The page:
The Third French Republic 1871-1914
Alan Farmer shows how the Republic survived the threat from the Right before the First World War.
There is not enough space to get bogged down in a definition of 'right'. In general, in the 1870-1914 period, it favoured strong government, from a monarch or popular president. It tended to support, and had the support of, the Catholic Church. It was also nationalistic. Many of its adherents were men of wealth and social position but its support extended to all levels of society. It had been in power almost continuously between 1815 and 1870.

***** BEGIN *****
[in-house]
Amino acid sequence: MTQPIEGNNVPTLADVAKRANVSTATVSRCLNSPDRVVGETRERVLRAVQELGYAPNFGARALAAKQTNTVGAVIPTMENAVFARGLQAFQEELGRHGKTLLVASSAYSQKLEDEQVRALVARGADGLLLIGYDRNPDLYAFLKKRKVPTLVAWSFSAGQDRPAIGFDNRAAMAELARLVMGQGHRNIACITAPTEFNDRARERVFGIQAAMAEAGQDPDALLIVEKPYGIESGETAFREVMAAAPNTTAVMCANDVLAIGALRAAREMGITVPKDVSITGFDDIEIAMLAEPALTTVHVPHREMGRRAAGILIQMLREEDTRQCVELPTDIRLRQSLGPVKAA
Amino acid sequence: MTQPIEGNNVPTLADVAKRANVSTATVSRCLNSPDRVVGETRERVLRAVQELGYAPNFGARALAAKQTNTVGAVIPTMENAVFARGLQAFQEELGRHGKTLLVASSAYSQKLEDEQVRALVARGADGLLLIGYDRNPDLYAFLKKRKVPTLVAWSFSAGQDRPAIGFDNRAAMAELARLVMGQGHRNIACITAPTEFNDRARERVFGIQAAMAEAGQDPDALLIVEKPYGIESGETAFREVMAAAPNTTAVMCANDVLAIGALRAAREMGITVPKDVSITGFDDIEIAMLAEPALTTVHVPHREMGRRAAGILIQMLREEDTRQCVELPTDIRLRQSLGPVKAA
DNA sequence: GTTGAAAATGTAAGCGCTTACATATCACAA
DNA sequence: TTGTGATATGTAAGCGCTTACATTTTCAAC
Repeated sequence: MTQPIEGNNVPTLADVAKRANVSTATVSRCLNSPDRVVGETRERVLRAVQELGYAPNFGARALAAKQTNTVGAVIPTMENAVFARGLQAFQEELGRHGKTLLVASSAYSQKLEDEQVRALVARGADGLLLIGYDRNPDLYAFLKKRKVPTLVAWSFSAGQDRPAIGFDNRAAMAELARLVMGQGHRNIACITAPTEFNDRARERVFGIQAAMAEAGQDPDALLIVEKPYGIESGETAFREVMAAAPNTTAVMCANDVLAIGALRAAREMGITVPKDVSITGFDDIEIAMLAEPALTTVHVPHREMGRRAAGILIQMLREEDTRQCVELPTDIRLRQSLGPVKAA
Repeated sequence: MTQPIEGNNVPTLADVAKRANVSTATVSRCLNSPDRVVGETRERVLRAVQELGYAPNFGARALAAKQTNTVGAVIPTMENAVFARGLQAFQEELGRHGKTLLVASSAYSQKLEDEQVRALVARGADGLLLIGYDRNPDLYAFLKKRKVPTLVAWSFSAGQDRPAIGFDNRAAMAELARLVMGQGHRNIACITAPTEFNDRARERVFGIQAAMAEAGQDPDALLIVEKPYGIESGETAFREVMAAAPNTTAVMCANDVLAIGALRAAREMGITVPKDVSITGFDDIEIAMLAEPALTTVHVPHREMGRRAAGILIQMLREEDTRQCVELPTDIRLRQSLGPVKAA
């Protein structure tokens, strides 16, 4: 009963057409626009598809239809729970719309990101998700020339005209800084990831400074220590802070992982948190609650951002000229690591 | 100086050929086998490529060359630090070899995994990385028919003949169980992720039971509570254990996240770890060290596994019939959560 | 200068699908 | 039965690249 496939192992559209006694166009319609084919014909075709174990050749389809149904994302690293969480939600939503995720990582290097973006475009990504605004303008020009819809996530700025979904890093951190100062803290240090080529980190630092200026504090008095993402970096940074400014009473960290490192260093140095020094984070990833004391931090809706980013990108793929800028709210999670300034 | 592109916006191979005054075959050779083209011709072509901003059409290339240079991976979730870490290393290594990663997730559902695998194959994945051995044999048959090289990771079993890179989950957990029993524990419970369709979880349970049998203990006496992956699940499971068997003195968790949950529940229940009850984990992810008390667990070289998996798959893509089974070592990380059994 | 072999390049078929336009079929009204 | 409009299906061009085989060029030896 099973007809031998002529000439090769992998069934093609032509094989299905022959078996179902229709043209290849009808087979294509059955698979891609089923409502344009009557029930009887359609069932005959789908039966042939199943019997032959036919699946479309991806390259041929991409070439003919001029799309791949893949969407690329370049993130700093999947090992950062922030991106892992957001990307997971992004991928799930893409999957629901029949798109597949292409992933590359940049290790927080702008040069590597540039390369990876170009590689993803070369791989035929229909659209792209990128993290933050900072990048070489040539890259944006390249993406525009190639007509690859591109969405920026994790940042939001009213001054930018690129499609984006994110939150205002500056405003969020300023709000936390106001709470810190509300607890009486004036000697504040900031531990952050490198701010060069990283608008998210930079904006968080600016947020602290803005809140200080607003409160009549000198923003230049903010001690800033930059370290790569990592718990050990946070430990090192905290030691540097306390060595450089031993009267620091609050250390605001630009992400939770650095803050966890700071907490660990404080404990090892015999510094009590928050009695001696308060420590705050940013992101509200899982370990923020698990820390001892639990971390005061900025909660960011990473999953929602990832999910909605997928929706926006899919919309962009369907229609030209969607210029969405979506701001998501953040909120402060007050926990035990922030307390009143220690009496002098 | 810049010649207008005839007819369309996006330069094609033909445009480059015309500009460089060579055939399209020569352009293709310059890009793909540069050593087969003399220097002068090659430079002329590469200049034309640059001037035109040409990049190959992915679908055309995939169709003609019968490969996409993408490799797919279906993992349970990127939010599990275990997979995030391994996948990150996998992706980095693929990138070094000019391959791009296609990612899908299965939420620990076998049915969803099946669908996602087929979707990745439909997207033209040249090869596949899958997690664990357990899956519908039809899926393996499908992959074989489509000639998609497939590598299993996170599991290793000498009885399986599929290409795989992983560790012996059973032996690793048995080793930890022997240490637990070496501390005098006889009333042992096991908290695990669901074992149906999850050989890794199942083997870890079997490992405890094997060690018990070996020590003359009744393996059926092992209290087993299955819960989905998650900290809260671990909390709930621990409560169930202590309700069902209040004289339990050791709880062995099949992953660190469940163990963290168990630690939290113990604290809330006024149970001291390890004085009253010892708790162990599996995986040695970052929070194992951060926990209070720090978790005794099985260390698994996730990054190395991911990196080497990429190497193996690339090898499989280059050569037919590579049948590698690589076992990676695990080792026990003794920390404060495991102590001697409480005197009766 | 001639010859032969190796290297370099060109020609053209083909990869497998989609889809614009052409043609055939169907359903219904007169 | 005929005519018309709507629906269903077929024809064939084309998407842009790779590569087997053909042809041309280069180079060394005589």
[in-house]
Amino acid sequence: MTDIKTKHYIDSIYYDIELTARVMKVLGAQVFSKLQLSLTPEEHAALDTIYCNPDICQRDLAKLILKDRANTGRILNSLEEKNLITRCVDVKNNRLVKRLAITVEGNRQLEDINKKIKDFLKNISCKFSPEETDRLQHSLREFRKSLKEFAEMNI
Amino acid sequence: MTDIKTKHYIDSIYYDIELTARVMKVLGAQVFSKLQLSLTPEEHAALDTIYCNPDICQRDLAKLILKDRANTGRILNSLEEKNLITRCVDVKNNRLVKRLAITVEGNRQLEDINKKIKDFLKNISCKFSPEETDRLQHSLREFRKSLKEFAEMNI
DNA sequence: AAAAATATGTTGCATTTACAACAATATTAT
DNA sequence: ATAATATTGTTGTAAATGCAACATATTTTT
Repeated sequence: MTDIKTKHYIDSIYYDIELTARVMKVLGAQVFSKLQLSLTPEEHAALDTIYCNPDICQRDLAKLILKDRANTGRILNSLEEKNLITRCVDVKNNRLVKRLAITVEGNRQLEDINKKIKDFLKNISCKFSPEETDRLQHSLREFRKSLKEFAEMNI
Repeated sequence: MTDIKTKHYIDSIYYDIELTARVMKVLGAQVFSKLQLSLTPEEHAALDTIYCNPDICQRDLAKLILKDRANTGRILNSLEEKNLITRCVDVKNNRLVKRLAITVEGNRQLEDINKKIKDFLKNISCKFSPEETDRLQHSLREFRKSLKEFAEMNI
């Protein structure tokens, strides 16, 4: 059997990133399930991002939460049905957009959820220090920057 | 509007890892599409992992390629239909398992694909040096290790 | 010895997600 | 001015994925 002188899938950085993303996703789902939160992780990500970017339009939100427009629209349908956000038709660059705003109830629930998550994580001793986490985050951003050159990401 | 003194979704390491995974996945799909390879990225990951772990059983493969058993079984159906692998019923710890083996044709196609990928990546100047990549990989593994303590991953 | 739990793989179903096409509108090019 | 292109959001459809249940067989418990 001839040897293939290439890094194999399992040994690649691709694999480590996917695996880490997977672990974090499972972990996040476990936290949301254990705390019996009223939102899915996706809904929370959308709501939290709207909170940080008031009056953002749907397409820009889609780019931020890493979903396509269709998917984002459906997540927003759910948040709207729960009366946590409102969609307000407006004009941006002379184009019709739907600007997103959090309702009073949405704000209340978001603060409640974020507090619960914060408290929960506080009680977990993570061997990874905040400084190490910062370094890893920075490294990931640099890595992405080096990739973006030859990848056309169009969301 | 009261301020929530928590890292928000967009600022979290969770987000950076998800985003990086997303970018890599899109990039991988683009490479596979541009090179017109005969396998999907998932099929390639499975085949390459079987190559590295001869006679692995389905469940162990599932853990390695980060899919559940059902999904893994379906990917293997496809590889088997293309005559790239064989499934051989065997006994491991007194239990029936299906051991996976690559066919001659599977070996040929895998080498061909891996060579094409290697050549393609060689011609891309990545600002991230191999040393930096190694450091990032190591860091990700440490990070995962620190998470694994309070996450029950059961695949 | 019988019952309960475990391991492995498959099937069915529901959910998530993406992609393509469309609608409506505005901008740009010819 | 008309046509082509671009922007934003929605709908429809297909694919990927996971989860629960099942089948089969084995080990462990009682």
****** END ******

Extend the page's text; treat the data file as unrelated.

Democracy was far from securely based in 1870. For the previous two decades most Frenchmen, particularly the peasantry who comprised over 60 per cent of the population, had seemingly approved of Napoleon III's authoritarian government. Napoleon's popularity perished in the military disaster of the Franco-Prussian War. After his surrender at Sedan in September 1870, the mob took to the streets of Paris and a Republic, the third in French history, was proclaimed. A Government of National Defence was established, led by Republicans who had been opposed to Napoleon. The new government hoped to inspire the same national effort which had liberated France from her enemies in 1792. It failed. The German siege of Paris tightened and on 28 January 1871 France agreed armistice terms.